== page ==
Arkansas's all-Republican US House delegation voted for the nation to temporarily stop taking in Syrian and Iraqi refugees while expanding the vetting process. Central Arkansas Congressman French Hill talked about his vote with KUAR.
KAUFFMAN: The House just voted to stop taking in Syrian and Iraqi refugees, temporarily, in the aftermath of terrorist attacks in Paris. The bill passed today, the SAFE Act, calls for the US to temporarily stop taking in refugees, less than 200 were admitted last month (President Obama is calling for 10,000), and charges federal agencies with improving the vetting process. So, how do they do that? What do you envision the process to be?
HILL: It takes the existing vetting process that the Department of State and Homeland Security through the Border Patrol do now. It puts on top of it a certification process where the director of the FBI, the Department of State, the director of National Intelligence all certify that these refugees have passed the background test and that they don’t present a national security risk to the U.S.
It doesn’t really change the existing vetting process, it puts on top of it this additional certification step by the leaders of the intelligence community.
KAUFFMAN: Do you think it's feasible to ask each director to individually assess each of these people? The process on average already takes over a year.
HILL: The state Department and border security agents do that now on an individual, customized basis. They do personal interviews, they do biometric screenings and so they would get that information from the Department of State and review it, verify it and certify it.
In my view I don’t think it will add a meaningful amount of time to the vetting process that we have now. But it does give people more comfort that the top echelons of our national security apparatus have in mind that any potential of a national security threat from someone who comes seeking asylum would have that extra stamp of approval.
KAUFFMAN: A prod in the way of accountability for the heads of those agencies as well? You don’t want to have your name next to…
HILL: That’s right. We’ve done that in government before. I can think back to the Sarbanes-Oxley Act where corporate CEOs and corporate CFOs were asked to personally certify the financial statements of the company. That is exactly an exercise in the ultimate accountability of those in charge.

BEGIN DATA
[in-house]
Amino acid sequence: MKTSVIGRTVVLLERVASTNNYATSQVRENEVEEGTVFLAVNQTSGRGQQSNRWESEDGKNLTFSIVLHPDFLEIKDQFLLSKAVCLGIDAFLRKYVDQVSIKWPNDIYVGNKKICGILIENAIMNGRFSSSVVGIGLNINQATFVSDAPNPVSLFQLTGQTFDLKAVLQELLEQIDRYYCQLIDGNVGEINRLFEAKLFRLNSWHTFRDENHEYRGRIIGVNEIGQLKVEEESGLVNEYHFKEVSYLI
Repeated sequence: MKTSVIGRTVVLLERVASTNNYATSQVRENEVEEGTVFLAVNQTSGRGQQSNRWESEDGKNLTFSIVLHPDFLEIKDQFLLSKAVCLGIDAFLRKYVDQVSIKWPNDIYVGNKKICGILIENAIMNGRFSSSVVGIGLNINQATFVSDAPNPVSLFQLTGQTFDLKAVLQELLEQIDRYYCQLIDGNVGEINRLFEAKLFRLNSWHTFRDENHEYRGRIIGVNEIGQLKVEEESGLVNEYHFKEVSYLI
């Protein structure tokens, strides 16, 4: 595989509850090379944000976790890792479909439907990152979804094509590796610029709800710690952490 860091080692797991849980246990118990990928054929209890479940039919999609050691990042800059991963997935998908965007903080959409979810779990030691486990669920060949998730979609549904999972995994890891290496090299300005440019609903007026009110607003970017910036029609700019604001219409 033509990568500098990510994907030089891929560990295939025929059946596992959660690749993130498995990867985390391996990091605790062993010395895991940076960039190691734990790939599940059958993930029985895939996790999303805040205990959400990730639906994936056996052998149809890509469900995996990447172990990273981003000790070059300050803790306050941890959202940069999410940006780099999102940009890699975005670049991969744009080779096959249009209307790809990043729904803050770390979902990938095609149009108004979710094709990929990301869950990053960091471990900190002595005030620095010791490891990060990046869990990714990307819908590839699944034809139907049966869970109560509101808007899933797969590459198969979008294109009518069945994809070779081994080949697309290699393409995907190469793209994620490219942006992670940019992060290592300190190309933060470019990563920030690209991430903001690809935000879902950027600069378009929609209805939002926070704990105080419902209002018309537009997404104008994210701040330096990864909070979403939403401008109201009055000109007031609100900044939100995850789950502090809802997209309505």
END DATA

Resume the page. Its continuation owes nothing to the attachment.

KAUFFMAN: Your response to the attacks in Paris, like most of your colleagues and a number of Democrats, has been to stop taking refugees. France on the other hand, the target of the attack, has opted to continue taking 30,000 refugees over the next two years. France’s president called it a “humanitarian duty.”
HILL: Well, of course America’s still taking refugees. What we’re doing is we’re ascertaining at a very heightened screening and vetting level that those refugees pose no risk to the US. This is based on the fact that in the past we’ve had breaches. We’ve had two Iraqi refugees that were seeking asylum in the United States that were leaders in a terrorist plot in the US shortly after their admission.
The national security debate that we’ve had this week has been lead by the Department of Homeland Security and FBI Director [James] Comey. They’ve made this recommendation to the best of their ability. I think each country needs to do what I think is in their best interest.
KAUFFMAN: The conversation over refugees and just generally about preventing terrorism has fed as it sometimes does into really visceral anti-Islam rhetoric. There are Republican US House members as well as a state senator in your district calling for religious tests on immigration, banning Muslims, and condemning the religion wholesale. Do you stand with that sentiment or do you generally welcome people who might be Muslim in your own neighborhood?
HILL: America has a tradition of welcoming people from all faiths. Our country was founded on freedom of religion. That was one of the great attractions to colonial America, the ability to express one’s religion freely and it’s enshrined in our Constitution.
I don’t believe that we should have a test per se of religious feeling one way or the other. What I think is important is that we vet carefully anyone seeking asylum in the US to make sure that they don’t pose a national security risk.
Secondly, I think we need to do additional things that people coming here on a visa with a legitimate passport are screened carefully using technology and data management systems we have. We’re just as at risk with someone coming to the United States with an existing passport with applicability to the US. I think we should be equally cautious there as well.
KAUFFMAN: If this new vetting process comes into place, it’s something you find satisfactory, you think the process is working, is there a number of refugees you think the United States need to take?
HILL: No. I think the US needs to work with our allied nations and the United Nations on thinking through what the best refugee program is.
I’ll tell you though, it would be good if we could have had leadership from the Obama administration and gotten a more quick solution over the past three years to the tragic trauma in Syria that’s produced 50 percent of the nation leaving.
Secondly, we need to work with our allies on providing humanitarian assistance. Frankly as close to their country as they can so that they can hopefully return to a more peaceful homeland in the future. We need a strategy.